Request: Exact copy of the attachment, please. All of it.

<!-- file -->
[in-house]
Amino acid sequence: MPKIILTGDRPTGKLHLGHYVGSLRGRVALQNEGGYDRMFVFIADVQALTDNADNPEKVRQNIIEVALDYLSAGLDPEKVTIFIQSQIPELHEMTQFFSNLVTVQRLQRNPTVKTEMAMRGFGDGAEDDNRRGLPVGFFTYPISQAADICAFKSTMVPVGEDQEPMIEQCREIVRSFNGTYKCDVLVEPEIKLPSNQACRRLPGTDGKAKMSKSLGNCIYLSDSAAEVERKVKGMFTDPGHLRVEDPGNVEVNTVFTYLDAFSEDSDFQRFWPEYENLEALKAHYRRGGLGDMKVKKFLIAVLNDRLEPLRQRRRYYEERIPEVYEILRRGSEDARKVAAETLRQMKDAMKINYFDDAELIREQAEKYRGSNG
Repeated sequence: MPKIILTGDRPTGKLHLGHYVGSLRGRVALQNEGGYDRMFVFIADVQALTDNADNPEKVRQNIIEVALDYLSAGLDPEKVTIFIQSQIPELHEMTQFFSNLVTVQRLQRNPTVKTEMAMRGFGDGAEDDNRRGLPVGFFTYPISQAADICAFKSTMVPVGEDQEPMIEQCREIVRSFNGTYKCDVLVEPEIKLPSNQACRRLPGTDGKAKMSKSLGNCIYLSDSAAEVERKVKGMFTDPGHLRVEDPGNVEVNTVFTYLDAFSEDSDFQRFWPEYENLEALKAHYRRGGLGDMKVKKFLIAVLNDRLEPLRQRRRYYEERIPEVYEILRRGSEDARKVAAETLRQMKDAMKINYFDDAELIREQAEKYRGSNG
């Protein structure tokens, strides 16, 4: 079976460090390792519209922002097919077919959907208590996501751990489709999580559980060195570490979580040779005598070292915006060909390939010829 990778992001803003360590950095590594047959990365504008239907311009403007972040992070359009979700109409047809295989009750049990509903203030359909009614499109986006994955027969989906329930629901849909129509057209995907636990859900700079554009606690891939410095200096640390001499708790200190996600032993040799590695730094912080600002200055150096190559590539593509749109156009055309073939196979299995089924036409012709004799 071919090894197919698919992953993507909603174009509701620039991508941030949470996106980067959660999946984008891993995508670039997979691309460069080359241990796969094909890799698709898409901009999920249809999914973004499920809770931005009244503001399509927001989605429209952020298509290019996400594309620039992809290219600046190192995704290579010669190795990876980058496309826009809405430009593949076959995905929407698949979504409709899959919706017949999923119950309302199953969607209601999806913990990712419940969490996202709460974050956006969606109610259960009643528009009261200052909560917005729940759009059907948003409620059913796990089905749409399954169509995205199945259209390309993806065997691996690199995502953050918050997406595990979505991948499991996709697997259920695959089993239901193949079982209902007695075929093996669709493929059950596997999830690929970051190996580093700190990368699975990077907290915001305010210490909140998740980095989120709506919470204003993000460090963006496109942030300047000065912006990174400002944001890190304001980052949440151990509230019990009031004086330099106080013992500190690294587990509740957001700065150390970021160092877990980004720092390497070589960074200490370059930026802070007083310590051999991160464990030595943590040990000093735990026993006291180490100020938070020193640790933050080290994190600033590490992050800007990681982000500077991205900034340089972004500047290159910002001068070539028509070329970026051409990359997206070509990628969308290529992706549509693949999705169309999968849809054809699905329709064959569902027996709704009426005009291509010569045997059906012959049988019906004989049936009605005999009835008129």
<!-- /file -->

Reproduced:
[in-house]
Amino acid sequence: MPKIILTGDRPTGKLHLGHYVGSLRGRVALQNEGGYDRMFVFIADVQALTDNADNPEKVRQNIIEVALDYLSAGLDPEKVTIFIQSQIPELHEMTQFFSNLVTVQRLQRNPTVKTEMAMRGFGDGAEDDNRRGLPVGFFTYPISQAADICAFKSTMVPVGEDQEPMIEQCREIVRSFNGTYKCDVLVEPEIKLPSNQACRRLPGTDGKAKMSKSLGNCIYLSDSAAEVERKVKGMFTDPGHLRVEDPGNVEVNTVFTYLDAFSEDSDFQRFWPEYENLEALKAHYRRGGLGDMKVKKFLIAVLNDRLEPLRQRRRYYEERIPEVYEILRRGSEDARKVAAETLRQMKDAMKINYFDDAELIREQAEKYRGSNG
Repeated sequence: MPKIILTGDRPTGKLHLGHYVGSLRGRVALQNEGGYDRMFVFIADVQALTDNADNPEKVRQNIIEVALDYLSAGLDPEKVTIFIQSQIPELHEMTQFFSNLVTVQRLQRNPTVKTEMAMRGFGDGAEDDNRRGLPVGFFTYPISQAADICAFKSTMVPVGEDQEPMIEQCREIVRSFNGTYKCDVLVEPEIKLPSNQACRRLPGTDGKAKMSKSLGNCIYLSDSAAEVERKVKGMFTDPGHLRVEDPGNVEVNTVFTYLDAFSEDSDFQRFWPEYENLEALKAHYRRGGLGDMKVKKFLIAVLNDRLEPLRQRRRYYEERIPEVYEILRRGSEDARKVAAETLRQMKDAMKINYFDDAELIREQAEKYRGSNG
């Protein structure tokens, strides 16, 4: 079976460090390792519209922002097919077919959907208590996501751990489709999580559980060195570490979580040779005598070292915006060909390939010829 990778992001803003360590950095590594047959990365504008239907311009403007972040992070359009979700109409047809295989009750049990509903203030359909009614499109986006994955027969989906329930629901849909129509057209995907636990859900700079554009606690891939410095200096640390001499708790200190996600032993040799590695730094912080600002200055150096190559590539593509749109156009055309073939196979299995089924036409012709004799 071919090894197919698919992953993507909603174009509701620039991508941030949470996106980067959660999946984008891993995508670039997979691309460069080359241990796969094909890799698709898409901009999920249809999914973004499920809770931005009244503001399509927001989605429209952020298509290019996400594309620039992809290219600046190192995704290579010669190795990876980058496309826009809405430009593949076959995905929407698949979504409709899959919706017949999923119950309302199953969607209601999806913990990712419940969490996202709460974050956006969606109610259960009643528009009261200052909560917005729940759009059907948003409620059913796990089905749409399954169509995205199945259209390309993806065997691996690199995502953050918050997406595990979505991948499991996709697997259920695959089993239901193949079982209902007695075929093996669709493929059950596997999830690929970051190996580093700190990368699975990077907290915001305010210490909140998740980095989120709506919470204003993000460090963006496109942030300047000065912006990174400002944001890190304001980052949440151990509230019990009031004086330099106080013992500190690294587990509740957001700065150390970021160092877990980004720092390497070589960074200490370059930026802070007083310590051999991160464990030595943590040990000093735990026993006291180490100020938070020193640790933050080290994190600033590490992050800007990681982000500077991205900034340089972004500047290159910002001068070539028509070329970026051409990359997206070509990628969308290529992706549509693949999705169309999968849809054809699905329709064959569902027996709704009426005009291509010569045997059906012959049988019906004989049936009605005999009835008129």